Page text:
Music producer and record label executive Tommy LiPuma - who worked over five decades with such artists as Miles Davis, George Benson, Paul McCartney, Barbra Streisand, Natalie Cole, Diana Krall, among many others - has died at the age of 80. He passed away on March 13 in New York City, following a brief illness.
LiPuma was one of the most prolific and successful American music producers. His productions have resulted in more than 75 million albums sold (with 35 of these certified gold or platinum), 33 Grammy nominations, and five Grammy wins. He also worked for a long list of record labels, from A&M Records to Verve Music, which he chaired from 1998 to 2004, before becoming Chairman Emeritus from 2004 through 2011.
“Music has lost an icon," said Universal Music Group Chairman and CEO Lucian Grainge. "There are very few who have had Tommy’s ear for talent, let alone his track record of hits. I know I speak for everyone at Universal Music, and in the music community, when I say we will forever be grateful for Tommy’s brilliant creativity, kind heart and passion for music. His legacy will continue to inspire and guide us.”
LiPuma's production style was to let the music and the artists define the music rather than imposing his style. Artists who worked with him, like Paul McCartney, have praised his ability to listen and to guide. He also preferred to be in the recording room, rather than the control room, in order to be close to the artists, letting his long-serving engineer behind the sound board, Al Schmitt, take care of the sound of the recordings.
A number of artists who recorded with LiPuma paid tribute to him on Twitter. Ben Watt from Everything But The Girl wrote: "Sad news. #TommyLipuma has died. Produced EBTG in 1989. Total great guy." EBTG singer Tracey Thorn added: "So sorry to hear of the death of #TommyLiPuma who produced our Language Of Life album back in 1990. Such a lovely man." EBTG's The Language Of Life was recorded in 1989 in Los Angeles and released in 1990.
Session musician and Toto member, Steve Lukather, said: "This one hits home again. RIP Tommy LiPuma. One of the great record producers and one of the truly great guys in music! We will miss him."
Born on July 5, 1936 in Cleveland, Ohio, LipUma was destined to be a barber like his father, but a passion for music led him to start working at one of the local distribution companies, MS Distributors. From then on, he moved to Los Angeles in 1961 working for Liberty Records and after a stint in music publishing, during which he produced demo sessions for artists like Randy Newman and P.J. Proby, he started making a name as a producer, most notably thanks to his first Top 40 hit, Lipstick Traces by Cleveland R&B act The O'Jays.
In 1965, he became the first staff producer at A&M Records, the new label set up by Herb Alpert and Jerry Moss. In 1965, he scored a major global hit with Guantanamera by The Sandpipers. In 1968, LiPuma formed the Blue Thumb label with Bob Krasnow, who would end up running Elektra Records in the 1980s, building an eclectic roster that included Ike and Tina Turner, the Pointer Sisters, Dave Mason, Gerry Rafferty, Ben Sidran, Hugh Masekela, The Jazz Crusaders, among others.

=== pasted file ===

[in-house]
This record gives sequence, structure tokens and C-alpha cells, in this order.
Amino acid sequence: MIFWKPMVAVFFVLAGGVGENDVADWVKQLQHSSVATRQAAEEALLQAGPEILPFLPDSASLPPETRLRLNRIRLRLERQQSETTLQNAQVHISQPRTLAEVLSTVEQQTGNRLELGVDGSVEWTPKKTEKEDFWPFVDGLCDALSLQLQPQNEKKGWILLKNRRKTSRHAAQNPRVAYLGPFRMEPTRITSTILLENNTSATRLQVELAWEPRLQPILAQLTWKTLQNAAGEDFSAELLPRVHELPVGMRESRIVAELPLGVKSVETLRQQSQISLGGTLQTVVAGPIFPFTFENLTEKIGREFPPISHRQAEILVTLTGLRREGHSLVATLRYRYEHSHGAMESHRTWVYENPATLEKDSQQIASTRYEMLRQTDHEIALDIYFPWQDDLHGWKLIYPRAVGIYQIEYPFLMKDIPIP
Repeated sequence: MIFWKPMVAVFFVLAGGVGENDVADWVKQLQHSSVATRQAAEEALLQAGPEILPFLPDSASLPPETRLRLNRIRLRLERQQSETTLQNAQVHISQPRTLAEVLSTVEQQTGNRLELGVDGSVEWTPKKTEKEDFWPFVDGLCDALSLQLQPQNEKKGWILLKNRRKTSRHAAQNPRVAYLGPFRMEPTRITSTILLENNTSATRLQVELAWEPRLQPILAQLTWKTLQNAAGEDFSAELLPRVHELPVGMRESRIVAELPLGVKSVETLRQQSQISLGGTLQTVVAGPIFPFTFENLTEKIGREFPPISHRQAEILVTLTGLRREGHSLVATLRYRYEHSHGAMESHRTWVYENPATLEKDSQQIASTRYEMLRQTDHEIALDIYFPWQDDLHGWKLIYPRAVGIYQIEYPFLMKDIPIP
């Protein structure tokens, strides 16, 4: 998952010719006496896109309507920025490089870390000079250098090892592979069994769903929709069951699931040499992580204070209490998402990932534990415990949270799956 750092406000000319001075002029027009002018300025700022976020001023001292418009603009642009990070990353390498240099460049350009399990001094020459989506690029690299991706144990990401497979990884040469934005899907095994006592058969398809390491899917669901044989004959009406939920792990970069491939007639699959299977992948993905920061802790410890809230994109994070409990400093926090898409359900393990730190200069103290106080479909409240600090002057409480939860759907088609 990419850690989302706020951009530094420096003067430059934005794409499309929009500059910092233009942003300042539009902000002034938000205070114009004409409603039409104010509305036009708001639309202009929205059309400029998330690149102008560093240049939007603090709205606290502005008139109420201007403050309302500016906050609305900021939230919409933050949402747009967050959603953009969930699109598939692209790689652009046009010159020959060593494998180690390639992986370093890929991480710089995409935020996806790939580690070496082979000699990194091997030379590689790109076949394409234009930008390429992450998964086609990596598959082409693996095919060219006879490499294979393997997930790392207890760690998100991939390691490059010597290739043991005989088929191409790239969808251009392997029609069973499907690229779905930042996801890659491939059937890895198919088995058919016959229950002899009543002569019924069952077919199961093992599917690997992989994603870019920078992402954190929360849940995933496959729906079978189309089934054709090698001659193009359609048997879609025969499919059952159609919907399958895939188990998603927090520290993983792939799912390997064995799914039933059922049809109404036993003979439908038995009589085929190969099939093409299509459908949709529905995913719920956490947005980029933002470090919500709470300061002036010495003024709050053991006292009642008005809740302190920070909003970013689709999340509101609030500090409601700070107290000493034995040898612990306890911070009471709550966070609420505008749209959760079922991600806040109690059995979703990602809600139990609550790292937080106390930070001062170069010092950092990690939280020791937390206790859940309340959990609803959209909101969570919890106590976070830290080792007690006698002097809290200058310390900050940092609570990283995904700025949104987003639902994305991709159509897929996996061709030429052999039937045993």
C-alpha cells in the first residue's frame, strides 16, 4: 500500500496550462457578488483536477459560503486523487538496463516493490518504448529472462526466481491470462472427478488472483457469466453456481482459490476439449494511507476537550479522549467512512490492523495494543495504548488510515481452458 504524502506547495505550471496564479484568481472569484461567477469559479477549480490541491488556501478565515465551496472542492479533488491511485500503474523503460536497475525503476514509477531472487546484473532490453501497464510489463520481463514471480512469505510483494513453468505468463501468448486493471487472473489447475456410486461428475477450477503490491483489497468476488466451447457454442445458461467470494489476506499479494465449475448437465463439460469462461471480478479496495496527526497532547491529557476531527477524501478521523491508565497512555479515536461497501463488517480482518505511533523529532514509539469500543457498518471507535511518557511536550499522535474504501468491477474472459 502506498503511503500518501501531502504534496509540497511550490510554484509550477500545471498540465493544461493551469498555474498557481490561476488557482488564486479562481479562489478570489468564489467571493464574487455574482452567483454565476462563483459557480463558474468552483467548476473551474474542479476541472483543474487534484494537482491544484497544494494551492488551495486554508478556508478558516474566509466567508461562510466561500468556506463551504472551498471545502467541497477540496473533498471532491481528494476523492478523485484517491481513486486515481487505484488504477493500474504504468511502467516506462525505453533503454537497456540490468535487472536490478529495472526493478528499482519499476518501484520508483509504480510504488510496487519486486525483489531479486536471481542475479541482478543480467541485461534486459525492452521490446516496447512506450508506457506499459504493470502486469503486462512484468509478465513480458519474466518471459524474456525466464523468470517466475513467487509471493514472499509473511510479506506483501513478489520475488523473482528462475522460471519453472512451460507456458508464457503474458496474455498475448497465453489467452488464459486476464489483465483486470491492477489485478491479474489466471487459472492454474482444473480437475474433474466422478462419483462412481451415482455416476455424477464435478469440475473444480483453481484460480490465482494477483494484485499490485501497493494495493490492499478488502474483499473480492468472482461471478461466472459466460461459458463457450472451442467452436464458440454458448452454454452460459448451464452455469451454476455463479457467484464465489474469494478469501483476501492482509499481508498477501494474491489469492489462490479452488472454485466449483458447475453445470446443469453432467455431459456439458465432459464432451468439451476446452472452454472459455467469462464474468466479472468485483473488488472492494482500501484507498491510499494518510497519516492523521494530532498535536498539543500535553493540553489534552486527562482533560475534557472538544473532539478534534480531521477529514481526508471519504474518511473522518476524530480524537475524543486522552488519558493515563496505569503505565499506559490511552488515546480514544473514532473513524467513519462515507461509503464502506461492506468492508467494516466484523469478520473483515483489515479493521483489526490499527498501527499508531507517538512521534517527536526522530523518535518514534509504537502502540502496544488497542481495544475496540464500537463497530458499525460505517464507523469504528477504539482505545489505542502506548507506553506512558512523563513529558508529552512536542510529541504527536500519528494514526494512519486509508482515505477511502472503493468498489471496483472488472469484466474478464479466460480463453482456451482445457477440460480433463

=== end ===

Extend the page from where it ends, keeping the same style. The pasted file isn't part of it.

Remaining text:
From 1974 to 1990, he forged a long-running relationship with Warner Bros Records, first as A&R staff producer, where he scored his first multi-platinum success with George Benson's 1976 album Breezin', which earned him his first Grammy for the track This Masquerade, then as vice president of jazz and progressive music, with an in-between two-year hiatus in 1978-79 during which he re-acquainted with Moss and Alpert who asked him to run Horizon Records, an imprint of A&M, which counted Dr. John, the Yellow Magic Orchestra, and Brenda Russell on its roster.
In 1990, Krasnow asked him to join Elektra, where he served as SVP. During his tenure, he executive produced Natalie Cole's Unforgettable... with Love, which earned him another Grammy. He went on to work for GRP Records, part of the Verve Music Group. During the 17 year he stayed at Verve, he worked with a wide range of artists but his most successful venture was with a young jazz pianist and singer, Diana Krall, for whom he produced a dozen records, including Grammy-winner Live in Paris in 2002.
In 2011, he produced Paul McCartney’s album Kisses On The Bottom, made up of covers of classic songs. LiPuma continued producing records subsequently for his longtime collaborator Leon Russell as well as for up-and-coming trumpeter Dominick Farinacci. His final production was a collaboration with Krall on her forthcoming album, Turn Up the Quiet, which was engineered by Al Schmitt.
Although he spent most of his life in Los Angeles, LiPuma remained in touch with his home city of Cleveland. He made a $3 million donation to the Cuyahoga Community College whose Center for Creative Arts bears his name. Last year, Cleveland's jazz festival JazzFest organised a special concert to celebrate his 80th anniversary with a bill comprised of Al Jarreau, Dr. John, Leon Russell and Diana Krall.
"Sometimes, I think about this road I've taken and been on and it amazes me as to how I got from there to here,'' said LiPuma in an interview to Cleveland.com during JazzFest. "I'd have to say it was a lot of hard work and a love and compassion for what it is that I do. That's the most important thing for a younger generation of people getting into the music business.''
LiPuma is survived by his wife Gill, daughters Jen Monti and Danielle Wiener, and grandchildren Matty, Julia, Chloe and Ava. The family asked that in lieu of flowers, contributions be made in his name to the Tommy LiPuma Endowment Fund at Cuyahoga Community College or to City Meals on Wheels. Plans for a public memorial service will soon be announced.